Long Beach moving forward with sweeping climate plan that’s been years in the making
The City Council on Tuesday took a procedural step toward enacting a plan to drastically reduce local greenhouse gas emissions in the hopes of mitigating the worst effects of climate change, including extreme heat and sea level rise, that could have a dire impact on Long Beach.
City staff delivered a report Tuesday night about the plan, which has been in the works for years. Staffers said they’ve devised methods to help lessen the expected impacts of climate change, meet state-mandated greenhouse gas emissions standards by 2030 and put the city on a course for a more aspirational goal of carbon neutrality by 2045.
The presentation moves the Long Beach Climate Action and Adaptation Plan along to the next step, which is a formal environmental impact report mandated by the state. After that, the plan would have to come back to the City Council for a decision on whether to adopt it.
The 900+ page proposal lays out a pathway for the city to meet the state’s 2030 emissions benchmarks by reducing greenhouse gases by 192,659 metric tons. City staff expects a large chunk of that will be achieved through Southern California Edison’s switch to an electricity supply that is expected to be 80% carbon free by 2030.
Other sizable reductions are forecast through diverting commercial waste to recycling facilities (45,340 metric tons) as well as a green-waste program that could help divert nearly 40,000 metric tons of potential emissions from landfills. Another avenue is a reduction in local oil production, which could save the city about 41,740 metric tons of emissions.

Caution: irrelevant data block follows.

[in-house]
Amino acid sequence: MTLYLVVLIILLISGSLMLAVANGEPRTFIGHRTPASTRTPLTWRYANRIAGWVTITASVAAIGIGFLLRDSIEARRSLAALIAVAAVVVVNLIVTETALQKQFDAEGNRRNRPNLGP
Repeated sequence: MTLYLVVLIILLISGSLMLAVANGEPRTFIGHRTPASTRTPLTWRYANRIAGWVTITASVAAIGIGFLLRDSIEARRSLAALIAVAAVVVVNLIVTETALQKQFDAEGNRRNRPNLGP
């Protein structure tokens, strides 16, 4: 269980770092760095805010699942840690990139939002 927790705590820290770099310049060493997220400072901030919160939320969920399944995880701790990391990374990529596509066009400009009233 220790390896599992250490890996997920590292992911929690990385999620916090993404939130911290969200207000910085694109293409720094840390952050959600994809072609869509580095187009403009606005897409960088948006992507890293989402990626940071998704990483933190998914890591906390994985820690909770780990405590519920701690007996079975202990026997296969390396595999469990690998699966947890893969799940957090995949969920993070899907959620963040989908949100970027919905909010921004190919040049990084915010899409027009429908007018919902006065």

“We depend a lot on oil,” said Mayor Robert Garcia, who pointed out that oil production has been historically beneficial for the city’s economy. “But it’s also damaging our community and damages the planet and damages our long-term ability to be sustainable.”
Part of the plan, however, will depend on Long Beach residents taking part in the effort. That could range from residents taking fewer trips in cars to them opting to purchase electric vehicles in the future.
Residents could also be nudged to participate in a 100% green rate program through Edison but City Manger Tom Modica said that would likely come after the city has transitioned its facilities to 100% renewable energy.
“That is what we’re trying to do in this plan is lead by example,” Modica said.
As the plan moves into the environmental impact report stage of approval, it’s not expected to return to the City Council for final adoption until the fall.
While many of the changes could take years to implement and could force the city to reallocate large sums of funding to stave off some of the worst projections of climate change, the status quo of greenhouse gas production could be disastrous for Long Beach.
Naples and the Peninsula, already threatened by tidal activity and storm flooding, could virtually disappear under the Pacific Ocean under some of the worst sea-level rise projections. Homes totaling about $1.3 billion along the city’s coastline could be at risk from rising seas.
Vital infrastructure like the port could be susceptible to flooding, which would have dire impacts on one of the world’s largest shipping complexes. Heat waves, water shortages and air quality issues, Things that Long Beach already struggles with, could all worsen without further action.
“You’re seeing hotter summers, you’re seeing wildfires. All of those things are causing intersectional problems with air quality and other things,” said Councilman Rex Richardson. “We have a moral responsibility to accelerate our Climate Action Adaptation Plan. It just makes sense.”
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